#1: Danzig II – Lucifuge

Danzig II – Lucifuge (1990)

My choice for my favorite album of all time should come as no surprise to anyone who knows me personally.  I’ve already expressed my admiration for all things Glenn Danzig previously, but this should drive that point home.  It may seem like an odd choice, but this is my list where the only criteria is enjoyment, so deal with it.

Danzig II – Lucifuge is a great record.  I suppose considering that I’m ranking it as the best kind of speaks for itself.  It’s a marriage of hard rock and blues that stands out amongst the Danzig catalog.  Glenn Danzig is a musician that has touched on several genres including rock, metal, industrial, and even classical.  It is perhaps one of Danzig’s greatest strengths that as a listener you know you’re in for a new experience each time he releases a new album.  That’s not to say he hasn’t had his missteps along the way, but Danzig II is not one of them.

Released in 1990 after a solid debut in 1988 on producer Rick Rubin’s newly created Def American label (the first Danzig record was actually Def American’s first ever release), Danzig II was meant to build off the first one and take the band to new heights.  Because of the imagery associated with the band, parent company and distributor Geffen Records refused to have their name appear on any of the releases and the band found airplay hard to come by on both radio and MTV.  There was a lack of buzz at the label as a result, so Ruben took a more hands off approach with the band’s sophomore effort than he did with the first one.  This gave Glenn Danzig almost total control over how the album sounded and it’s easy to hear the difference in approach between this record and its predecessor.

An image from the “Devil’s Plaything” video, perhaps my all time favorite song. When Danzig dusted this one off for the 2008 tour the place went nuts, prompting a remark after the song from Glenn that went something like, “I guess you guys liked that one.”

Rubin went for a stripped down rock approach on the first Danzig LP.  On this one, the direction has never been clearly stated but it seems like Glenn and the boys wanted to introduce some more blues elements.  That influence is most notably felt on the acoustic sing-along “I’m The One,” a throw-back track to the old blues guitar men and early country artists.  There’s still plenty of rock and the album’s opener “Long Way Back From Hell” is a perfect example of that.  It begins with a dive riff that goes into an up-tempo chorus.  Right away, it sounds faster than anything that was present on the debut album.  Danzig’s vocals are in top form as he belts out the chorus and asks the listener if they wish to join him and the band on this devilish voyage.  “Snakes of Christ” slows things down a bit and places Christianity in the band’s crosshairs.  It’s songs like this that helped to earn the album a parental advisory, despite an absence of profane language.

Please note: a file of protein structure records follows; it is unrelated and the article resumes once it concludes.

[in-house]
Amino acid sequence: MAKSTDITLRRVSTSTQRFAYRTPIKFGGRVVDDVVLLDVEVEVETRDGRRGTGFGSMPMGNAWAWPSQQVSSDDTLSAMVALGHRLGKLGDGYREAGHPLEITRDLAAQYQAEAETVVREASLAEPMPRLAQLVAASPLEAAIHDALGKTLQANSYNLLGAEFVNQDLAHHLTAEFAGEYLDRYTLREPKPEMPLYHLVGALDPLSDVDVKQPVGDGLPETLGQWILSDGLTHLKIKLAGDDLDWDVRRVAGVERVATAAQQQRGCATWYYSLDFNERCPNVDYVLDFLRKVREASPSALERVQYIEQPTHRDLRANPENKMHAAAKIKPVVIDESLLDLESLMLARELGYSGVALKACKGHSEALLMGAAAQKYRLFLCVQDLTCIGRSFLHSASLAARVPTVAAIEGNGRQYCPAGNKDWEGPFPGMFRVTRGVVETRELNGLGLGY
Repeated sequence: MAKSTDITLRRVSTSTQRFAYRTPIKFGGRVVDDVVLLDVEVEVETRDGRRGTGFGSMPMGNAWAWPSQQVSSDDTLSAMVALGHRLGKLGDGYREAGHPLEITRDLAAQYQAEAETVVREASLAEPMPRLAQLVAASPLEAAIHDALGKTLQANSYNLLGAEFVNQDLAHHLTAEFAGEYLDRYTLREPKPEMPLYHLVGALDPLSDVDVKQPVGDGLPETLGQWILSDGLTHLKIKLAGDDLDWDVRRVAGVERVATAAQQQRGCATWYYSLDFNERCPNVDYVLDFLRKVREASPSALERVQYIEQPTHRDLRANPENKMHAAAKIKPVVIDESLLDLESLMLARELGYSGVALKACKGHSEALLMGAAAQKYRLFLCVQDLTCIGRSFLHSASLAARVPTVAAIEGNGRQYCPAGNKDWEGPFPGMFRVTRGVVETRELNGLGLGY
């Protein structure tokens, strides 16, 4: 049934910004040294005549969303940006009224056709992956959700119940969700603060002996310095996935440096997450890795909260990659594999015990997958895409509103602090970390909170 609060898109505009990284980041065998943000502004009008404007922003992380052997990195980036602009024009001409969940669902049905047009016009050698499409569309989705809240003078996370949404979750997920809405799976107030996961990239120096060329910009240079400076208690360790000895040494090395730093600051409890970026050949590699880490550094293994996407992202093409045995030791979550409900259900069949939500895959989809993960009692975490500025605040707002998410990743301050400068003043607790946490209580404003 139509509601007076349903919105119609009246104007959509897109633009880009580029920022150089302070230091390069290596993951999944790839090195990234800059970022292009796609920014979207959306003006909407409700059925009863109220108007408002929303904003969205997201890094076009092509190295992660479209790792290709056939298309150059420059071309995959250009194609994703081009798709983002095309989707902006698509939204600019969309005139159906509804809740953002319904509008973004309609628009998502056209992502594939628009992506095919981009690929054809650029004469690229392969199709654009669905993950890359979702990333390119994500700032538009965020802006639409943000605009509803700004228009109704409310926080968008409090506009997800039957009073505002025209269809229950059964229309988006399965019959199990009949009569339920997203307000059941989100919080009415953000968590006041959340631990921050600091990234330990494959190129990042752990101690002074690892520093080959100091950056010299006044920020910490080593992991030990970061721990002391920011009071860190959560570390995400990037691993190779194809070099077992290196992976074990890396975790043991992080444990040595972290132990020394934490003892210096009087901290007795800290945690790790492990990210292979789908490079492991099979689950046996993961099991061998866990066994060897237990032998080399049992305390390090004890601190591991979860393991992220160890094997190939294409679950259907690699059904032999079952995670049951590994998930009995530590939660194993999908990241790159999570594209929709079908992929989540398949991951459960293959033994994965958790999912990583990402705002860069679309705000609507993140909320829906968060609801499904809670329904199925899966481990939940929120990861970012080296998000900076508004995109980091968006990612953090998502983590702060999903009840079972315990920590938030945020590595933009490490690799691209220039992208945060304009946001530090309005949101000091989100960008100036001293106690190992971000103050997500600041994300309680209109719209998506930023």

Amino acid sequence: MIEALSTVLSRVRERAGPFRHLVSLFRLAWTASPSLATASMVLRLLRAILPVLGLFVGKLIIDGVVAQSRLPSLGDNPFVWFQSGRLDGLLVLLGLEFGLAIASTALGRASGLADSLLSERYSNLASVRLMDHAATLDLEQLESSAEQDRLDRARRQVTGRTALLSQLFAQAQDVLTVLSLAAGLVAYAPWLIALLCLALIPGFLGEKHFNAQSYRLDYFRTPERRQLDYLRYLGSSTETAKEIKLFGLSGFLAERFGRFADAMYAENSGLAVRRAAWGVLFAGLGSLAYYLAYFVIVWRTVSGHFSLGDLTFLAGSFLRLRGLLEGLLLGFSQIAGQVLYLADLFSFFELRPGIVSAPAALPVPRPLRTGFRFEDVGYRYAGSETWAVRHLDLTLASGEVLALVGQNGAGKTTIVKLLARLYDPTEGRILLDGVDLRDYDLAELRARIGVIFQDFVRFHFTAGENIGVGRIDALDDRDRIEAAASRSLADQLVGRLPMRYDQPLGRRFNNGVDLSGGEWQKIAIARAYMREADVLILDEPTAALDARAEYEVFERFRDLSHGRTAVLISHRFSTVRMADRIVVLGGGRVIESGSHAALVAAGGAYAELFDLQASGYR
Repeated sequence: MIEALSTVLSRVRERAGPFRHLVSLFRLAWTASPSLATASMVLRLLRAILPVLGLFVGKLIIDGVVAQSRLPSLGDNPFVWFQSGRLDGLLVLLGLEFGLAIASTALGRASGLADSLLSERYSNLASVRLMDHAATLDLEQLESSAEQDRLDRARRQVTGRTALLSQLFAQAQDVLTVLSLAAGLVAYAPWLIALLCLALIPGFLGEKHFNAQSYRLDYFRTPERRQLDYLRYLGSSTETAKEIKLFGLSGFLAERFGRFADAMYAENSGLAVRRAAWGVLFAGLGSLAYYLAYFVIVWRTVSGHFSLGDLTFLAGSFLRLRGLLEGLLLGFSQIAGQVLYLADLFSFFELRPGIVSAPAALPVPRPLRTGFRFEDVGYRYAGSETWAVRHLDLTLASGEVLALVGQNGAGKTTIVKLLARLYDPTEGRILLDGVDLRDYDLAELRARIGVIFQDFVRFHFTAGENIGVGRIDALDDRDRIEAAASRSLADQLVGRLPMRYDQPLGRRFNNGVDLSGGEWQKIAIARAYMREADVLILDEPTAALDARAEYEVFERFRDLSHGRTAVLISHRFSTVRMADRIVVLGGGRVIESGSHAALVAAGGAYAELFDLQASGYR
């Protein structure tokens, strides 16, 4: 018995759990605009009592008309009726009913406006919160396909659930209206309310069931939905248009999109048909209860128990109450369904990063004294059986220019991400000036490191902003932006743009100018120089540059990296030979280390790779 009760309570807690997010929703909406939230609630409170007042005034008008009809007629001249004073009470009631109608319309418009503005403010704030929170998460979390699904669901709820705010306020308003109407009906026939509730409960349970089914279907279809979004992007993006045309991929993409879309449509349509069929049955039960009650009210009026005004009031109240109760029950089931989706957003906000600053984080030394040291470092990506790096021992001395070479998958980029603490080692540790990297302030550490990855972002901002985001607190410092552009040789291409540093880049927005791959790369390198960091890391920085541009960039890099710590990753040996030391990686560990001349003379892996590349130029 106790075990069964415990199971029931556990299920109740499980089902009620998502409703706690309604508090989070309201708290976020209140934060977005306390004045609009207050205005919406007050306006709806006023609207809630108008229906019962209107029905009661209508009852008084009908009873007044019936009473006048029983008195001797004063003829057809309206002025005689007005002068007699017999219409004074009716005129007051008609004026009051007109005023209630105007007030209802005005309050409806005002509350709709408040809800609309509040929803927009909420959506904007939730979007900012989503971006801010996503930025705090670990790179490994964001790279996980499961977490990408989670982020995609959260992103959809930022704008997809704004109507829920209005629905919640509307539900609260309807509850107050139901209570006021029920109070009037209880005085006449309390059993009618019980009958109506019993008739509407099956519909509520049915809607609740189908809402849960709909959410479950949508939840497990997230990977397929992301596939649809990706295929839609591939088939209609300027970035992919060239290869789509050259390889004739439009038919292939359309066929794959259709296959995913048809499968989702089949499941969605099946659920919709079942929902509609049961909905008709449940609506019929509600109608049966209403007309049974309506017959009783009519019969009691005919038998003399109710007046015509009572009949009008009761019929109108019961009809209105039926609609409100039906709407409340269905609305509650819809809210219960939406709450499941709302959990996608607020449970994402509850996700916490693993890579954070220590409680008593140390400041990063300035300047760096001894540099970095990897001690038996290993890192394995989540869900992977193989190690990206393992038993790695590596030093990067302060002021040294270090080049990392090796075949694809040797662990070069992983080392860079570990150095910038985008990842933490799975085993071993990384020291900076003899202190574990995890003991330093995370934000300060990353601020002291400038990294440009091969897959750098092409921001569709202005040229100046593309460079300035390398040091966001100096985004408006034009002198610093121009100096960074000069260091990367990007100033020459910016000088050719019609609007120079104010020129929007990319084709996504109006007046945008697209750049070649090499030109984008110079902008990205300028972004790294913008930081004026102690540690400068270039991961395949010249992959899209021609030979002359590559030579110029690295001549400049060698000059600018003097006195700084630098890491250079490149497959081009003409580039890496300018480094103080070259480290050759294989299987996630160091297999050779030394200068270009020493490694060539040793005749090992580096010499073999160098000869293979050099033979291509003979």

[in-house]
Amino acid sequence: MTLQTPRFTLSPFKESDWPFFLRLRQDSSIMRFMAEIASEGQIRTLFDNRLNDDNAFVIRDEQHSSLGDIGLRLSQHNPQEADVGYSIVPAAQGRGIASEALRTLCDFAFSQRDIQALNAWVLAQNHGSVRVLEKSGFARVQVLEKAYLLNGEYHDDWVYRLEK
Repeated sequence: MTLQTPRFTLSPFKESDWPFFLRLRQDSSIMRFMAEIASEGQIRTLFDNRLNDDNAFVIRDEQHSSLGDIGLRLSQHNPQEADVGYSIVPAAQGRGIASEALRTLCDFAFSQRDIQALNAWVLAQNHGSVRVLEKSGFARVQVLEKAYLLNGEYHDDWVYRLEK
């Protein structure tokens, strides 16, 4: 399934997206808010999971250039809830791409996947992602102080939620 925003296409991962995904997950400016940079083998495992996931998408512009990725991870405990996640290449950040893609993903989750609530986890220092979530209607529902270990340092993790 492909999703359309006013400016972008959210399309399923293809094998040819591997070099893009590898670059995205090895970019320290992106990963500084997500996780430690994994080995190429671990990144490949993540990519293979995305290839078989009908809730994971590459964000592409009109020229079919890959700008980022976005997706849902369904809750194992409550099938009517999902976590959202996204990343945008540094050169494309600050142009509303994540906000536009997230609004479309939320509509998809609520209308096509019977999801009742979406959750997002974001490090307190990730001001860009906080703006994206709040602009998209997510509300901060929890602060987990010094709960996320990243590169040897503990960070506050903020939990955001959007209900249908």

There are quite a few songs with unique sounds on this record for the band.  “Tired of Being Alive” doesn’t quite sound like anything Danzig had done before that or since.  It’s pretty much straight up rock with a real catchy riff.  The chorus features some layered vocals that also was a departure in sound.  “Blood and Tears” was Glenn Danzig’s first real ballad, a quiet number with a big chorus and one of the album’s standout tracks.  “777,” the original title track before Glenn opted for Lucifuge, experiments with melding acoustic guitars with electric ones giving the chorus a real “twangy” sound.  “Pain in the World” is a big Sabbath-like song that has a slow, plodding pace before going into a big, guitar driven outro.  It sounds almost out of place at first, but becomes an acquired taste that gives the album greater variety.

The cover for the LP version, an homage to The Doors.

The album was released across three formats, cassette, CD, and LP, with the CD featuring a different cover than the other two.  The CD booklet on the original release had a neat gimmick where it folded out into the shape of an inverted cross which probably delighted parents across the country.  It was also the album that gave us the classic Danzig logo of a ram skull head mounted on an inverted cross.

For me, Danzig II is sonic perfection.  It features some of Glenn’s best riffs and vocals and all of the songs pack a punch.  The subject matter has become standard fare for Danzig but in 1990 the rebellion and challenges against firmly entrenched institutions was fresh.  A lot of the songs have become staples in the Danzig set-list over the years and it’s cited by many fans as their favorite record.  And for someone with over 30 years in the music industry, such praise should not be taken lightly.

Top Tracks

  • Long Way Back From Hell
  • Devil’s Plaything
  • Blood & Tears

One response to “#1: Danzig II – Lucifuge

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